BTW, Paige also mentioned that Elway is indeed committed to a three-year rebuilding plan, while John Fox may be thinking more short-term. Doesn't sound like a good thing, right? Makes you wonder why Elway hired a guy with goals not matching his own? Well, if Ted Sundquist's interview over at BT the other day (last question) is any indication, that's par for the course and the precise reason there needs to be a separation of powers between the guy choosing the players and the one coaching them. It's got to be next to impossible for a head coach to eschew filling pressing holes to end up with a better player in two or three years' time. For all of Bill Parcells' talk about being able to shop for the groceries himself, guess how many Super Bowls he won without George Young procuring his talent for him? It remains to be seen whether Bill Belichick will win a title post-Scott Pioli, and we know all too well how filling both roles fared for Mike Shanahan.
There were no changes to the injury report, as all eight injured players again sat out of practice yesterday. Andrew Mason speculates that should Knowshon Moreno be deemed unable to play Sunday, the team may have to promote Jeremiah Johnson from the PS, and that the injury to Champ Bailey could mean a good bit of playing time for the newest Bronco, Jonathan Wilhite. Meanwhile, both Fox and Tebow did their best to dismiss any billboard talk. Plus, Legwold's notes.
Chris Benson of PFF examines some key matchups for Sunday, writing that Orlando Franklin must do a better job of protecting Orton, the Broncos' LBs need to limit Cedric Benson, and Brandon Lloyd could have some favorable matchups.
Kiszla paints a pretty good picture of the Broncos' Tebow problem and points to the fact that the organization has only encouraged it, or at least they were doing so until three or four weeks ago.
Klis offers a lengthy profile of Eric Decker, who as a WR admits to having a bit of the "prima donna" qualities typical of the position.
Legwold says the folks running Cincy's offense and those running Denver's defense have little film to go on as they prepare to face each other, and may end up having to make plenty of in-game adjustments come Sunday.
NFL Films previews Sunday's matchup, plus video of John Fox, Mike McCoy, Dennis Allen and Brian Dawkins speaking after practice yesterday. Kenny Legan summarizes Allen's comments, while Gray Caldwell does the same for Allen and Dawkins, plus pictures from practice. Plus, a Q&A with Eric Decker, a blog entry from Willis McGahee, and John Elway will do a 30-minute weekly internet radio show with Chris Hall starting next Tuesday.
In gauging Moreno's (in)ability to gain yardage after contact, Captain Arithmetic explicitly states he thinks that 5 divided by 8 is 1.6.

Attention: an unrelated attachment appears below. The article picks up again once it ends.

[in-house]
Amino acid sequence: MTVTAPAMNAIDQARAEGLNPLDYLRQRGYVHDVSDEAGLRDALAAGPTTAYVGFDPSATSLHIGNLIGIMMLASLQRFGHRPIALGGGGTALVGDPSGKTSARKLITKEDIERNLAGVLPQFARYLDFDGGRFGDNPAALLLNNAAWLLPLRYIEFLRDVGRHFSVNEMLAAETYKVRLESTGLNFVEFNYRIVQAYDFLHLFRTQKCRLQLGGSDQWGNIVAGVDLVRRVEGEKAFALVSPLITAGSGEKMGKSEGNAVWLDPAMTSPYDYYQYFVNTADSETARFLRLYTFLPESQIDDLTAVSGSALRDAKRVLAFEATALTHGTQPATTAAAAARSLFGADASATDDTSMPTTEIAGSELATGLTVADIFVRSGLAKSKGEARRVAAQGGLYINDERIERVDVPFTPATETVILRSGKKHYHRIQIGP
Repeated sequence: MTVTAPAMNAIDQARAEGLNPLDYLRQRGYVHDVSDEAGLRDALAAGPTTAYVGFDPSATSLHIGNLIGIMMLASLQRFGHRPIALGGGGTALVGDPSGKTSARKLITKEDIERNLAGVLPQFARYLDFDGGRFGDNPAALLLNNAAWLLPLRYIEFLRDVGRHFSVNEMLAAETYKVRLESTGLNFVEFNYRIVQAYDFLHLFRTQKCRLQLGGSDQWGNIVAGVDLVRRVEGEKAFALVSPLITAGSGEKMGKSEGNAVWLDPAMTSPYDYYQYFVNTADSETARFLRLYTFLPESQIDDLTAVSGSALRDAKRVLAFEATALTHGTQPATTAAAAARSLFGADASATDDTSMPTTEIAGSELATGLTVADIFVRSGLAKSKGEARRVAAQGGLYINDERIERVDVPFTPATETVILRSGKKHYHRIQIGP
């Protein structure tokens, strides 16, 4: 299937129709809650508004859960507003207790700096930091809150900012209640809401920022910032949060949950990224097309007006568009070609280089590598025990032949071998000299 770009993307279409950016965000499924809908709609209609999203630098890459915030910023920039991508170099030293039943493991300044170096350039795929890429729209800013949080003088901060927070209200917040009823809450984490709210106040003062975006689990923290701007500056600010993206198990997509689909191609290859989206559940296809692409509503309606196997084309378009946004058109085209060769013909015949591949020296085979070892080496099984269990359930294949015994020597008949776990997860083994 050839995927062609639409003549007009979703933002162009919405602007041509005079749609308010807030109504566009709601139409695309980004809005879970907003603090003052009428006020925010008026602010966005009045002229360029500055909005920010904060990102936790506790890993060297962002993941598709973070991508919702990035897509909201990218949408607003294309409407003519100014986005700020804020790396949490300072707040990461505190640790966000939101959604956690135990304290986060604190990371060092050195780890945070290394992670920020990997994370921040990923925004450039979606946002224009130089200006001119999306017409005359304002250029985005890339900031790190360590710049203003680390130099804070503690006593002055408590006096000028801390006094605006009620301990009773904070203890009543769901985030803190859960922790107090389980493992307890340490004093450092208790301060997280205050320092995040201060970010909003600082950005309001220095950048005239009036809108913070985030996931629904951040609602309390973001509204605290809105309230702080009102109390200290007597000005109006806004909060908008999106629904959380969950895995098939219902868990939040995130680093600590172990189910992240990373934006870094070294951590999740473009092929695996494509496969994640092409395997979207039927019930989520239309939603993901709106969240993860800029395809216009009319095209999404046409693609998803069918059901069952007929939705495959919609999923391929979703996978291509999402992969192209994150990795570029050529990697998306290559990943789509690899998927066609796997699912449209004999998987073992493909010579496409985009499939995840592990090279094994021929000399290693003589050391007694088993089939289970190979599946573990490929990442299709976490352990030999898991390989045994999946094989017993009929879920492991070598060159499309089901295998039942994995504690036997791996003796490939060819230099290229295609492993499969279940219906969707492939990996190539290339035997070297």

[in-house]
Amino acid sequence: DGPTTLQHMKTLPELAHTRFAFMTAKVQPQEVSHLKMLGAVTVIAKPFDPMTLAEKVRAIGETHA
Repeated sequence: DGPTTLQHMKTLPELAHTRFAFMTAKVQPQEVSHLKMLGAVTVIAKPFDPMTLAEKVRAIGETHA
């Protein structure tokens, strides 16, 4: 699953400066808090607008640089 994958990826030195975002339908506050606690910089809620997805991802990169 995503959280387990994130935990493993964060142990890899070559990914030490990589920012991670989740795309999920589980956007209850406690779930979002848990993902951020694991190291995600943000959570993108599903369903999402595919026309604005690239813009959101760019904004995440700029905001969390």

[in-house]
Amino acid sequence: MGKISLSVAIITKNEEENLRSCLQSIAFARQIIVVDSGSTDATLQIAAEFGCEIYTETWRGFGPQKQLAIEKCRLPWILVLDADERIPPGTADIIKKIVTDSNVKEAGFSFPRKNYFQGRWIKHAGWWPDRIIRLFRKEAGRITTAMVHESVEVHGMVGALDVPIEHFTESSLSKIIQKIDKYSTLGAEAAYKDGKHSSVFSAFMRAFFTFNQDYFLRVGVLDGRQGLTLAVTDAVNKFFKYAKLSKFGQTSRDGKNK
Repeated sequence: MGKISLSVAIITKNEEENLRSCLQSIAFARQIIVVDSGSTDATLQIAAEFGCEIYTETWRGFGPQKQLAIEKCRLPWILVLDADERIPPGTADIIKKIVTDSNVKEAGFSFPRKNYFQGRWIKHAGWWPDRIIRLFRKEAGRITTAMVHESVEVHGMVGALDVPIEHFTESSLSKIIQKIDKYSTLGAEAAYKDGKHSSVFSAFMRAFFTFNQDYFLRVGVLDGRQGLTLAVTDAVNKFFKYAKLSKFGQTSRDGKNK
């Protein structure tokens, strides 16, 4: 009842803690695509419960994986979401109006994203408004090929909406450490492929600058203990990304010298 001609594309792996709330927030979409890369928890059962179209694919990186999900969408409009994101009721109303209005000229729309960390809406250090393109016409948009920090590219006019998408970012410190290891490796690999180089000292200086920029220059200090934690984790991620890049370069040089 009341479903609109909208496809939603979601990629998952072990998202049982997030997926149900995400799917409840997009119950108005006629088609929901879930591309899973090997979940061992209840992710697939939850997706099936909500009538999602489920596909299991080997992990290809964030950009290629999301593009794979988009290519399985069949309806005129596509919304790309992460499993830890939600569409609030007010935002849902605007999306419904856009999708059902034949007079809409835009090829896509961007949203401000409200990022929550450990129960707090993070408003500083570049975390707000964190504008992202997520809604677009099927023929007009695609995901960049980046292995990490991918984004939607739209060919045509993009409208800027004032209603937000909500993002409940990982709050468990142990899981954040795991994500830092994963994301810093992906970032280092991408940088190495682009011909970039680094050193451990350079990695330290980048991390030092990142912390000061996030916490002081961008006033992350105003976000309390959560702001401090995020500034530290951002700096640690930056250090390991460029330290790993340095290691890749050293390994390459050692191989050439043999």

As the Bengals come to town, does it ever get old watching this? No, of course it doesn't. Never will, either.
Tyson Langland reviews the Titans' (Denver's Week 3 opponents) game against the Jaguars.
Marvin Lewis says the Bengals do expect Andy Dalton to be ready to start on Sunday.
DE Robert Geathers and S Taylor Mays again missed practice yesterday and may be out Sunday, while T Andrew Whitworth was limited in practice.
Thomas Howard has gone from walk-on defensive back at UTEP to starting LB for the Bengals.
A study by UCF finds that the NFL is doing well in its efforts to increase racial diversity at the executive level.
Meanwhile, an NFL-sponsored study comes to the conclusion that NFL careers last almost seven years on average. But the study is of course horribly flawed, using only drafted players who stick on the 53-man roster in their rookie seasons.
Troy Polamalu was reportedly hit with a $15K fine for a horse-collar tackle on Ricky Williams.
The Raiders have appealed to the NFL claiming that Sebastian Janikowski's record-tying FG Monday was actually a record-breaker.
Mike Tanier breaks down film from Bills/Chiefs in his latest Walkthrough, Ben Muth does the same for the Saints' line play in their opener against Green Bay, and Matt Bowen considers how the Saints may game plan the Bears' defense.
Over at PFF, Sam Monson reviews some key plays from Week 1, Ben Stockwell looks back at some key matchups, Khaled Elsayed ranks the top rookie performances, and Nathan Jahnke has observations for each team.
Scott Kacsmar takes an extensive look at Tony Romo's career in terms of fourth-quarter play and naturally comes to the conclusion that he's not a choker, not unless Brett Favre, Troy Aikman, Aaron Rodgers and Philip Rivers are also labeled the same way.
Mike Silver focuses on Mike Vick's return to Atlanta in his Friday column, Jason Cole thinks the Chargers always show up soft against the Pats because they're taking on Norv Turner's personality, and Don Banks is already ready to write about how great the Bills are after a week.
Richard Sandomir and Kevin Braig on the Bill Belichick documentary that began airing on NFLN last night and will be looping endlessly. (JK, I recorded it last night and can't wait to see it, to be honest.)